N-central is suitable for small and middle-sized businesses and it can also be used by Managed Service Providers (MSPs) when supporting the networks of clients. The service can manage remote sites and allow the management of several sites through the same interface. It can also monitor cloud resources and internet connections to them.

Key Features:

  • Monitors Networks and Endpoints: Continuous data collection with SNMP and WMI
  • Includes Mobile Device Management: Laptops running any operating system or Apple mobile devices
  • Autodiscovery and Topology Mapping: Data gathering provided by SNMP
  • Patch Management: Automated patch availability discovery and rollout
  • A Backup Service: An add-on service

Why do we recommend it?

N-able N-central is a remote monitoring and management package for use by managed service providers. The tools in this service include automated monitoring for networks and endpoints. It can track activity on devices running Windows, Linux, and macOS. The package includes an autodiscovery service, which compiles an asset inventory.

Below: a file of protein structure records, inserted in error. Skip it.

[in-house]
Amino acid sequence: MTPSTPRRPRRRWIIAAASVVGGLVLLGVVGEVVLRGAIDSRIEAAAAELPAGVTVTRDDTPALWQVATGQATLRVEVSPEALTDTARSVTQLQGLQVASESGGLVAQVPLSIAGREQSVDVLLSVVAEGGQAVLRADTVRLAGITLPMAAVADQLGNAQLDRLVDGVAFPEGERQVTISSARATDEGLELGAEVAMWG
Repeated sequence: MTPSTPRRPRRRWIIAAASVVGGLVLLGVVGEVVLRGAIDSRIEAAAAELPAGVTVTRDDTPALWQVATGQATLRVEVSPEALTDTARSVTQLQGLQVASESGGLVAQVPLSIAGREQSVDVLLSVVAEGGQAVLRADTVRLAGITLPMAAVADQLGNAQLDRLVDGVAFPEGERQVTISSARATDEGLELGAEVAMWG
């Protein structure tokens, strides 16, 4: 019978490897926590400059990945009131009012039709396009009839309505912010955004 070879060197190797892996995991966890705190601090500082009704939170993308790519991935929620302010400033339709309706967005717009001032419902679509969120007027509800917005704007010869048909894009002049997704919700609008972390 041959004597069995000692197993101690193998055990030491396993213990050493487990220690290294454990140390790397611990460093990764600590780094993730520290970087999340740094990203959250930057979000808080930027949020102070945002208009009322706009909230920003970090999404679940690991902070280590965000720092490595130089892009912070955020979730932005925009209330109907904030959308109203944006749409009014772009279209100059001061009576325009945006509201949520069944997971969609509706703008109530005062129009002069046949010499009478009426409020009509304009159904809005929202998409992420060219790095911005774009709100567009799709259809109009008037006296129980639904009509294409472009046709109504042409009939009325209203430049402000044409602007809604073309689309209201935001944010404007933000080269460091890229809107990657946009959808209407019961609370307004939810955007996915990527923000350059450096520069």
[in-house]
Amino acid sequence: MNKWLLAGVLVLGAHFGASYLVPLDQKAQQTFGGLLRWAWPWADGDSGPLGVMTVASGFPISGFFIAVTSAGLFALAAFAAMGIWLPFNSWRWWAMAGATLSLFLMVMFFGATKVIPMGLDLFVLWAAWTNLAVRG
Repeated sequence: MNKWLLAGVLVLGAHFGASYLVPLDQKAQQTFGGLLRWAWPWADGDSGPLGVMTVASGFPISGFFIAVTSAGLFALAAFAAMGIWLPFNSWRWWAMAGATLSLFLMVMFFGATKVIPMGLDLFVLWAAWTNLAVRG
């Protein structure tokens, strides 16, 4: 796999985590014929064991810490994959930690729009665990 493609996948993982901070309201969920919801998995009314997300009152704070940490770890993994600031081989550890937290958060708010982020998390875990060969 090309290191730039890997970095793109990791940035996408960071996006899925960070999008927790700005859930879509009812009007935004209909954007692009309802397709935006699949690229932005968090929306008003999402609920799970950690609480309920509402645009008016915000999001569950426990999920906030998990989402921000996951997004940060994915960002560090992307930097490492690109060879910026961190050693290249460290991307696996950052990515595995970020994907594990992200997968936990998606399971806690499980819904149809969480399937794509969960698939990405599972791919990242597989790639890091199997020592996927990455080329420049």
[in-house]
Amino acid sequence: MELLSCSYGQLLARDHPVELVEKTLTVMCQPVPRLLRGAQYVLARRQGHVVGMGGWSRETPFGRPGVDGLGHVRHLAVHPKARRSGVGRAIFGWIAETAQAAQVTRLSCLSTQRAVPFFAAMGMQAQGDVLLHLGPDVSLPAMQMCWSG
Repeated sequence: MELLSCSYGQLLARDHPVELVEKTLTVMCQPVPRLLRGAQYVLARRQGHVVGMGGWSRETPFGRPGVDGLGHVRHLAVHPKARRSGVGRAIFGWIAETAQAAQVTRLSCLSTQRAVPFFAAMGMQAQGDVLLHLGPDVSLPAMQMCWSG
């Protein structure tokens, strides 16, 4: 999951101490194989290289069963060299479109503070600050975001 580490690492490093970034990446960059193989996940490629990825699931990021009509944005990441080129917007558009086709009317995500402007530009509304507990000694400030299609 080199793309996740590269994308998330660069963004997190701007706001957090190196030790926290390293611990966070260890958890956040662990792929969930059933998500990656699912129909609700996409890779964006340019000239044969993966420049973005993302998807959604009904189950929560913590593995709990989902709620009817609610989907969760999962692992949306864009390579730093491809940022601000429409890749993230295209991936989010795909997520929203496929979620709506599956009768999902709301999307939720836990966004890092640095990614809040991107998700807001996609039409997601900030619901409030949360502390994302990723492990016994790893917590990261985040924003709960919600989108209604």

As well as monitoring the network, N-central can monitor endpoints and servers. Monitored devices can be running Linux, macOS, Windows, or Windows Server. It is also possible to manage mobile devices through the N-central system. The Mobile Manager enables mass configurations of mobile devices, rapid onboarding, device location tracking, and remote locking and wiping.